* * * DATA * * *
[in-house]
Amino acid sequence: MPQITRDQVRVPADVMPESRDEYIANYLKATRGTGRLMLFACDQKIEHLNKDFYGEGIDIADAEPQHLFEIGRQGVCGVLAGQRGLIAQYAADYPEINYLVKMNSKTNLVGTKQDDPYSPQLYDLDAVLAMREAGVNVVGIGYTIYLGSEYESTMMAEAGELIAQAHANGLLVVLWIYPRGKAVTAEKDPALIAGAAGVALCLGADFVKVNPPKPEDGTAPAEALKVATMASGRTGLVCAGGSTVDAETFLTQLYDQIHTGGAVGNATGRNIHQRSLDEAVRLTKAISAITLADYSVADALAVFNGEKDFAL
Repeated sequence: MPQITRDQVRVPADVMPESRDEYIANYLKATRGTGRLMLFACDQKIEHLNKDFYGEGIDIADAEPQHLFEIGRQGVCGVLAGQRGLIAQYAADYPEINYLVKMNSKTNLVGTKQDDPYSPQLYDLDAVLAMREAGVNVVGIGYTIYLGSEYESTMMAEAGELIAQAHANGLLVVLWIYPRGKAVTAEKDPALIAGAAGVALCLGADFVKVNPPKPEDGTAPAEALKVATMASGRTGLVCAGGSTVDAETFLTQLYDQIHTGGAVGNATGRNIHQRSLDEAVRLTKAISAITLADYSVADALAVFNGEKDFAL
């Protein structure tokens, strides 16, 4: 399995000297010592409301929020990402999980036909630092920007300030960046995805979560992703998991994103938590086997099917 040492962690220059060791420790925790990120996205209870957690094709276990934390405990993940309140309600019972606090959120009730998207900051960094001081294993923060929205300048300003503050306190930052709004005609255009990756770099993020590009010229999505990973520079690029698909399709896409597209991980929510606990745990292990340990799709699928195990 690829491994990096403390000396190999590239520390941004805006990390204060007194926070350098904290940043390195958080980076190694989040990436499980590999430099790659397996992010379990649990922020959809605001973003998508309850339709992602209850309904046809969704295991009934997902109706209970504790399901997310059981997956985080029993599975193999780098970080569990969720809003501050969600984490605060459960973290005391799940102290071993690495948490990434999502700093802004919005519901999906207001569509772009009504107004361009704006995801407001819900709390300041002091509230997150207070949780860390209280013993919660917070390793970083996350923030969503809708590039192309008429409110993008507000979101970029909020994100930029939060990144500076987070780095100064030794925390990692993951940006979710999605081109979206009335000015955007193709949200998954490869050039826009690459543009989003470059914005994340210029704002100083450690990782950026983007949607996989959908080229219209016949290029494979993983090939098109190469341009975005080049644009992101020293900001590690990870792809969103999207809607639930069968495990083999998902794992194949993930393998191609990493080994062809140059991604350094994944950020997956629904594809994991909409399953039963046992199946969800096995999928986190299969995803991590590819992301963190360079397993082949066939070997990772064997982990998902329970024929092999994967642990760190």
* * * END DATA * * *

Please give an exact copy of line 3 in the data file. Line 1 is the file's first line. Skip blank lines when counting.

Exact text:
Repeated sequence: MPQITRDQVRVPADVMPESRDEYIANYLKATRGTGRLMLFACDQKIEHLNKDFYGEGIDIADAEPQHLFEIGRQGVCGVLAGQRGLIAQYAADYPEINYLVKMNSKTNLVGTKQDDPYSPQLYDLDAVLAMREAGVNVVGIGYTIYLGSEYESTMMAEAGELIAQAHANGLLVVLWIYPRGKAVTAEKDPALIAGAAGVALCLGADFVKVNPPKPEDGTAPAEALKVATMASGRTGLVCAGGSTVDAETFLTQLYDQIHTGGAVGNATGRNIHQRSLDEAVRLTKAISAITLADYSVADALAVFNGEKDFAL